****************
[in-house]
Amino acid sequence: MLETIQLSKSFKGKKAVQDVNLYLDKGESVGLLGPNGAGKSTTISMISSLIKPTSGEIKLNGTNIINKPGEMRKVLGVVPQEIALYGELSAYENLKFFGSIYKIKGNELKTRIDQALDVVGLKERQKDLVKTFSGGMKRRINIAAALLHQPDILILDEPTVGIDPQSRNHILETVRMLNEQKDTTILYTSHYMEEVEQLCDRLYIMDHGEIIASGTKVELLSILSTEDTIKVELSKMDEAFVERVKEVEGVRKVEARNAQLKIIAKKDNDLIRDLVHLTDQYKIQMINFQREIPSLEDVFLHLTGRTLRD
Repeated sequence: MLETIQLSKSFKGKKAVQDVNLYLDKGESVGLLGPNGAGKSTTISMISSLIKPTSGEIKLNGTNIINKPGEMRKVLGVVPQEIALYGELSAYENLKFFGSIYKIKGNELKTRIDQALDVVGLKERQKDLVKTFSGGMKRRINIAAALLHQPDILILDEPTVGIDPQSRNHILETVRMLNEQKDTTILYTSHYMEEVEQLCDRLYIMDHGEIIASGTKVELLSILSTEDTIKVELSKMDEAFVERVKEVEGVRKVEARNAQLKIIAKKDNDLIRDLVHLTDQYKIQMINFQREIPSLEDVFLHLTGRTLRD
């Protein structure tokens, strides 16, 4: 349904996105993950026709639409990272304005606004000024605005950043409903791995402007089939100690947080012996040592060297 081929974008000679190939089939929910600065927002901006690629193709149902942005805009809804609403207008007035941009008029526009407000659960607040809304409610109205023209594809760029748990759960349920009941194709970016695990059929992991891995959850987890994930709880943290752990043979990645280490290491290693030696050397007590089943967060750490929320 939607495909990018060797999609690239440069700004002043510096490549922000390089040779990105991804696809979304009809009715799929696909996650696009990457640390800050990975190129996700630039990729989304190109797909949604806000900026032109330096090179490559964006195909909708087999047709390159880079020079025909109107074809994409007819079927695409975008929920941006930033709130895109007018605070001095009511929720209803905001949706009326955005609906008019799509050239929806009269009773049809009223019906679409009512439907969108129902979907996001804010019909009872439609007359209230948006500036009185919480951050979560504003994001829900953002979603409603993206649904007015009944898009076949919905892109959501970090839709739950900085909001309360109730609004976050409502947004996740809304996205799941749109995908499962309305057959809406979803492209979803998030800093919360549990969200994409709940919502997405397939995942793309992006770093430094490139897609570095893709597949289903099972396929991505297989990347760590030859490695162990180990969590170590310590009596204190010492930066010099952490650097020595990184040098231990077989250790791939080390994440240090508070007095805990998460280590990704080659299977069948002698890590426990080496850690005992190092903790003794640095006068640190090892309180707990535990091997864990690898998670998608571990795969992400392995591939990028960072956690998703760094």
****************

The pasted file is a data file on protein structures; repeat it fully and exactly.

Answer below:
[in-house]
Amino acid sequence: MLETIQLSKSFKGKKAVQDVNLYLDKGESVGLLGPNGAGKSTTISMISSLIKPTSGEIKLNGTNIINKPGEMRKVLGVVPQEIALYGELSAYENLKFFGSIYKIKGNELKTRIDQALDVVGLKERQKDLVKTFSGGMKRRINIAAALLHQPDILILDEPTVGIDPQSRNHILETVRMLNEQKDTTILYTSHYMEEVEQLCDRLYIMDHGEIIASGTKVELLSILSTEDTIKVELSKMDEAFVERVKEVEGVRKVEARNAQLKIIAKKDNDLIRDLVHLTDQYKIQMINFQREIPSLEDVFLHLTGRTLRD
Repeated sequence: MLETIQLSKSFKGKKAVQDVNLYLDKGESVGLLGPNGAGKSTTISMISSLIKPTSGEIKLNGTNIINKPGEMRKVLGVVPQEIALYGELSAYENLKFFGSIYKIKGNELKTRIDQALDVVGLKERQKDLVKTFSGGMKRRINIAAALLHQPDILILDEPTVGIDPQSRNHILETVRMLNEQKDTTILYTSHYMEEVEQLCDRLYIMDHGEIIASGTKVELLSILSTEDTIKVELSKMDEAFVERVKEVEGVRKVEARNAQLKIIAKKDNDLIRDLVHLTDQYKIQMINFQREIPSLEDVFLHLTGRTLRD
């Protein structure tokens, strides 16, 4: 349904996105993950026709639409990272304005606004000024605005950043409903791995402007089939100690947080012996040592060297 081929974008000679190939089939929910600065927002901006690629193709149902942005805009809804609403207008007035941009008029526009407000659960607040809304409610109205023209594809760029748990759960349920009941194709970016695990059929992991891995959850987890994930709880943290752990043979990645280490290491290693030696050397007590089943967060750490929320 939607495909990018060797999609690239440069700004002043510096490549922000390089040779990105991804696809979304009809009715799929696909996650696009990457640390800050990975190129996700630039990729989304190109797909949604806000900026032109330096090179490559964006195909909708087999047709390159880079020079025909109107074809994409007819079927695409975008929920941006930033709130895109007018605070001095009511929720209803905001949706009326955005609906008019799509050239929806009269009773049809009223019906679409009512439907969108129902979907996001804010019909009872439609007359209230948006500036009185919480951050979560504003994001829900953002979603409603993206649904007015009944898009076949919905892109959501970090839709739950900085909001309360109730609004976050409502947004996740809304996205799941749109995908499962309305057959809406979803492209979803998030800093919360549990969200994409709940919502997405397939995942793309992006770093430094490139897609570095893709597949289903099972396929991505297989990347760590030859490695162990180990969590170590310590009596204190010492930066010099952490650097020595990184040098231990077989250790791939080390994440240090508070007095805990998460280590990704080659299977069948002698890590426990080496850690005992190092903790003794640095006068640190090892309180707990535990091997864990690898998670998608571990795969992400392995591939990028960072956690998703760094």